Consumerism and networking have their own contribution to this question. Consumerism coupled with capitalism suggest that people should be as equal as they can afford to be. It tends to reward hard-working and intellectually gifted people by bringing them economic advantage in a world whose relationships are based on the exchange of money. The same people are allowed to opt into groups with like-minded others. The outcome of this is a progressively unequal society. The last 30 years have seen an unrelenting growth in social and economic inequality in the UK. That literally translates into poorer well-being and lower happiness despite the general growth in overall wealth. No government can stop it, no matter what persuasion. They can’t stop it because there are no foundations in the system to question its base. Capitalism and consumerism facilitates it, networking solidifies it through opt-out communities. The alternatives simply do not raise their head above the parapet. You can’t get elected by talking about equality.
This is why the Big Society initiative is struggling. It is why New Labour struggled, why the Greens have only one Member of Parliament and why the only other political forces in the UK are forces of separatism. Big Society is failing because its solution, localism, projects the veneer of equality into the local setting by imagining joint ownership whilst removing it from the national setting by shrinking the state. The state, or central governing body, has to be the arbiter of equality. It has to stand one step removed from the nitty-gritty of local and regional life and draw us together as a nation. An effective modern state cannot be formed without some proclamation of the nature of equality but the times will not allow it. Our current government is dominated by individuals who are themselves products of elite systems. The charisma of their leaders managed to tip the balance of power slightly in their direction. Enough to get elected by a nation of consumers. They have bravely tackled the spectre of austerity through warning of that there will be less to consume. What people are now unsure of is whether or not that drop in standards of lifestyle will be centrally managed in a way that preserves equality. Why don’t they know that? Because no one talked about what it means, and whether or not voting for them would preserve it.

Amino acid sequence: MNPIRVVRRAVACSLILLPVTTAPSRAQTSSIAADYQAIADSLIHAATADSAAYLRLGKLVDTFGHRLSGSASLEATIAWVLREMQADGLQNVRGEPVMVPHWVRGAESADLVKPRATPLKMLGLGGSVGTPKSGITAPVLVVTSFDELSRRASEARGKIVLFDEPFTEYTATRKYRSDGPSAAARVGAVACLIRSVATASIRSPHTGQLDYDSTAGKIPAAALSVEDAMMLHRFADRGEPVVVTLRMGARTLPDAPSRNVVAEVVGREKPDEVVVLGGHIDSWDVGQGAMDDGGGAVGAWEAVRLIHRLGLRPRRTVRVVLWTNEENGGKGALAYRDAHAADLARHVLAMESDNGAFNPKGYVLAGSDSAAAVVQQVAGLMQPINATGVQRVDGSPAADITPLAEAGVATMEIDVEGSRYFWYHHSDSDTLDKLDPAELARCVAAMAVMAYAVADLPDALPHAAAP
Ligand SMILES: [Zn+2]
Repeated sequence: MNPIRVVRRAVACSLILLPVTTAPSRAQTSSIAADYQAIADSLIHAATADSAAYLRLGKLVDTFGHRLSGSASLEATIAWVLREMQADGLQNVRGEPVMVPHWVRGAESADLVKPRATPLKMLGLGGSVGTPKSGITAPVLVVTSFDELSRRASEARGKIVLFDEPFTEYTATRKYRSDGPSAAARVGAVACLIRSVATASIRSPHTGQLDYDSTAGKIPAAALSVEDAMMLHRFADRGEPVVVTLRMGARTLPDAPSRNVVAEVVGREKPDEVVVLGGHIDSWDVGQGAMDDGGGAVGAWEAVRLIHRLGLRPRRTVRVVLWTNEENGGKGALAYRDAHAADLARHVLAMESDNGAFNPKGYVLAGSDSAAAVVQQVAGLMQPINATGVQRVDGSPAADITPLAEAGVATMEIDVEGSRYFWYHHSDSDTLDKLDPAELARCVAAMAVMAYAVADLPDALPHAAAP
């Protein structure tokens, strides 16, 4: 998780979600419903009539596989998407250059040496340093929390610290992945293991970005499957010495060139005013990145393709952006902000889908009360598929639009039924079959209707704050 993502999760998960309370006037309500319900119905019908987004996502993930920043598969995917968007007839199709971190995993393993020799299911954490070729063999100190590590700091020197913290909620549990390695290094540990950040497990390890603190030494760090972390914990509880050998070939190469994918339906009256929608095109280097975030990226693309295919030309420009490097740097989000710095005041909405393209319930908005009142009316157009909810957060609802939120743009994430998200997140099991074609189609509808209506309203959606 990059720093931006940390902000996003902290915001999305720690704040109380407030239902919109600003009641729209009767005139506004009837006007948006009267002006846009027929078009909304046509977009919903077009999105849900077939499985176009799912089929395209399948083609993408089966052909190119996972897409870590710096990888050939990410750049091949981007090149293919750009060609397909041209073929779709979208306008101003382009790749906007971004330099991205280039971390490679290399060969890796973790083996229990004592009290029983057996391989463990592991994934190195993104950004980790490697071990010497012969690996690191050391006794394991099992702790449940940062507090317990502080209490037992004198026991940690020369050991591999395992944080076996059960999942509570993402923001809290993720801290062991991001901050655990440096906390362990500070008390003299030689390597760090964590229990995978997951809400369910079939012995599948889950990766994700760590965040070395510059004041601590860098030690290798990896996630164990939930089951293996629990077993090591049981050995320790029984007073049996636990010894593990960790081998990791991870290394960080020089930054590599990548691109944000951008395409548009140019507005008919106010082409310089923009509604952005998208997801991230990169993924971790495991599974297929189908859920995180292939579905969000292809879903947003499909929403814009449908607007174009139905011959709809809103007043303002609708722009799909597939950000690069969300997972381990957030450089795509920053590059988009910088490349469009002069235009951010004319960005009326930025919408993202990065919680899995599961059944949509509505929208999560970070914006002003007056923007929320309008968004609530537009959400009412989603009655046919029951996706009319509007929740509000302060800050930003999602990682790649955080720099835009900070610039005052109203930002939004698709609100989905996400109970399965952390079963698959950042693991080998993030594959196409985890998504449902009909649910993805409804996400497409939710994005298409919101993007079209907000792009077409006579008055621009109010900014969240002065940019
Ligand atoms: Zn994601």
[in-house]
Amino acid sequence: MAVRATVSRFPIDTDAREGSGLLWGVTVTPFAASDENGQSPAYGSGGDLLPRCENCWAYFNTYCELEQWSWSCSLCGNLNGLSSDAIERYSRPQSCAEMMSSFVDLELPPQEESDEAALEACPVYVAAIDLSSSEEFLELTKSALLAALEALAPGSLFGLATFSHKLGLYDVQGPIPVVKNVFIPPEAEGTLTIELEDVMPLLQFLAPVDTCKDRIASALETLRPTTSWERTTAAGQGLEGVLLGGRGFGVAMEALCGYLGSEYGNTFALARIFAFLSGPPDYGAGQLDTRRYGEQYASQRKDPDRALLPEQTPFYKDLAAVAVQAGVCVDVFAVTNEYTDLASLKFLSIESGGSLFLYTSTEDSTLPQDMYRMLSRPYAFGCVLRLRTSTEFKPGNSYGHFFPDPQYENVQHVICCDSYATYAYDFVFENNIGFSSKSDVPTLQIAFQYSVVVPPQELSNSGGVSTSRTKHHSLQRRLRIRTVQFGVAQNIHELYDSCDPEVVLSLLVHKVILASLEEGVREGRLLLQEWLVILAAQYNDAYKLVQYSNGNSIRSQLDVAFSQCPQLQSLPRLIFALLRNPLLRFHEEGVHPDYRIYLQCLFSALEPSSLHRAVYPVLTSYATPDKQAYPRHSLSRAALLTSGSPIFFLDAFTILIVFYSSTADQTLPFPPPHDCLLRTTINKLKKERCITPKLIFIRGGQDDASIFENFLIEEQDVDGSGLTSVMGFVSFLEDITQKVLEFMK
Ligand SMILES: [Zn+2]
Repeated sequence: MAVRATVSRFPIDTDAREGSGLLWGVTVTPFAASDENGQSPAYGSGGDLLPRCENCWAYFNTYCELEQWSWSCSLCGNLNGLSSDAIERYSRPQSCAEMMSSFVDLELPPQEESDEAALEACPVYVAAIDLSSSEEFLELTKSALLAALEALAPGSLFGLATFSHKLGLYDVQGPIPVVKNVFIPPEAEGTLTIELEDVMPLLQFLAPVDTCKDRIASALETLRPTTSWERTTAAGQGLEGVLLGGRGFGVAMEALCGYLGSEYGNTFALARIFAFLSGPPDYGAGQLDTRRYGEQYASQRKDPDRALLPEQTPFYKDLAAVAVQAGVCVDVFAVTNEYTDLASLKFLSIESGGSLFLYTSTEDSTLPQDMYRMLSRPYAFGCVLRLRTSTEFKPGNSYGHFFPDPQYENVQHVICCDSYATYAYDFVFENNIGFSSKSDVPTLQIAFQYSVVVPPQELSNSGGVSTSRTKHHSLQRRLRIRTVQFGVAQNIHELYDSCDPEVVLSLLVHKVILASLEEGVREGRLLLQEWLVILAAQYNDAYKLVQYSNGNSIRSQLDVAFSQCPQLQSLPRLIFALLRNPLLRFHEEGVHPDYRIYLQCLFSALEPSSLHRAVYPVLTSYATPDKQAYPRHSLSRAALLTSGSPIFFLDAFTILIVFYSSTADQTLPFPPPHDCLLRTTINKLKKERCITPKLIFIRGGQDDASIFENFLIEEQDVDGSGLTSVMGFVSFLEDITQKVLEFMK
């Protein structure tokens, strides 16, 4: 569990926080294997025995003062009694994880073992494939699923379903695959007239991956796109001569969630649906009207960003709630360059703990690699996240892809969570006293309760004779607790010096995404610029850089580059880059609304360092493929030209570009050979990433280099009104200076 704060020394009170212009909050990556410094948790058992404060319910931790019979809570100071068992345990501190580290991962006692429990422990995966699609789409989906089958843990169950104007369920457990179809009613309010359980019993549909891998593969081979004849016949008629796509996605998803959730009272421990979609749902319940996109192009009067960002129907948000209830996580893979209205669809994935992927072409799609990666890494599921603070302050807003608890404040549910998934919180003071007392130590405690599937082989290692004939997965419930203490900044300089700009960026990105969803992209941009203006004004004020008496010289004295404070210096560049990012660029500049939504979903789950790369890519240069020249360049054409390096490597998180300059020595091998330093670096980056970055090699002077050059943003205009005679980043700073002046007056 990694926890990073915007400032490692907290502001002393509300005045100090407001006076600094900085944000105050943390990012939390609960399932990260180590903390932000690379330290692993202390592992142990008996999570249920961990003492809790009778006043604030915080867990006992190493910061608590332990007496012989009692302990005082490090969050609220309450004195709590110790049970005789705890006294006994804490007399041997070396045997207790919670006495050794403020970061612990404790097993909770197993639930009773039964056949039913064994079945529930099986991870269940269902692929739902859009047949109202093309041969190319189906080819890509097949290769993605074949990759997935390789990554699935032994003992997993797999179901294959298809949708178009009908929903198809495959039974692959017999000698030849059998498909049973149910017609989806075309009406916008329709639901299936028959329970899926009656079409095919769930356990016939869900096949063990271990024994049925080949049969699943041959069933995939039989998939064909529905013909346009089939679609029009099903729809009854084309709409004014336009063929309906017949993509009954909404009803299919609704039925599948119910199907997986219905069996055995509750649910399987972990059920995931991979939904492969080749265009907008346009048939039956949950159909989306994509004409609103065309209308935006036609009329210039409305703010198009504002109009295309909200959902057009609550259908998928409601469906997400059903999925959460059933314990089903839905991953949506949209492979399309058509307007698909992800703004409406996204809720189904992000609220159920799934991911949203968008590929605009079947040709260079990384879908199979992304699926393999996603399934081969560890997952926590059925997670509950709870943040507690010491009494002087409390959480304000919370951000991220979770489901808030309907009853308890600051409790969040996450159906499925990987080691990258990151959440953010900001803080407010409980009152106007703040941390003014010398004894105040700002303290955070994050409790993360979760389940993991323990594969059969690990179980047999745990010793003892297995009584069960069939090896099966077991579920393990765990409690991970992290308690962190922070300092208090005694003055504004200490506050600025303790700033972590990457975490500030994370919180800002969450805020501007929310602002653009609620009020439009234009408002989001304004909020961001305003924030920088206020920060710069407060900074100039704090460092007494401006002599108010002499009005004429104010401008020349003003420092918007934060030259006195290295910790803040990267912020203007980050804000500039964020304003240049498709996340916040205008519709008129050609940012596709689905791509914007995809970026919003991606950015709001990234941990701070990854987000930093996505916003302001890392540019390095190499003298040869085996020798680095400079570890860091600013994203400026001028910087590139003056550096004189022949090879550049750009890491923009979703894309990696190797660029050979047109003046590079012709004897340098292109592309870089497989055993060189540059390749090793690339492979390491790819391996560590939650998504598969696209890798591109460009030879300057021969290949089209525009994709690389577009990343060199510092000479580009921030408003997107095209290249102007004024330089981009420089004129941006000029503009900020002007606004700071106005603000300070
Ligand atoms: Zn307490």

In many countries taxation is a code word for the preservation of equality. In post-war Britain it was absolutely that. National insurance was not the same household insurance. It was not simply a way to compensate those whose social vulnerability led to hard times. It was also a way to nationally ensure a degree of solidarity and equality that had been earned through the shared losses of war. These days it is commonly seen as the collective pot through which the government will serve our preferences and we will consume their product. Only when we stop conceiving ourselves as consumers and start understanding that we are citizens might we revisit the value of money to the social order, and ask different questions about ‘everything that matters’. Only when we see ourselves as a nation bound by the solidarity of our citizenship might we question the isolationism within our networks and ask ‘how far is too far?’ for our preferred separatism.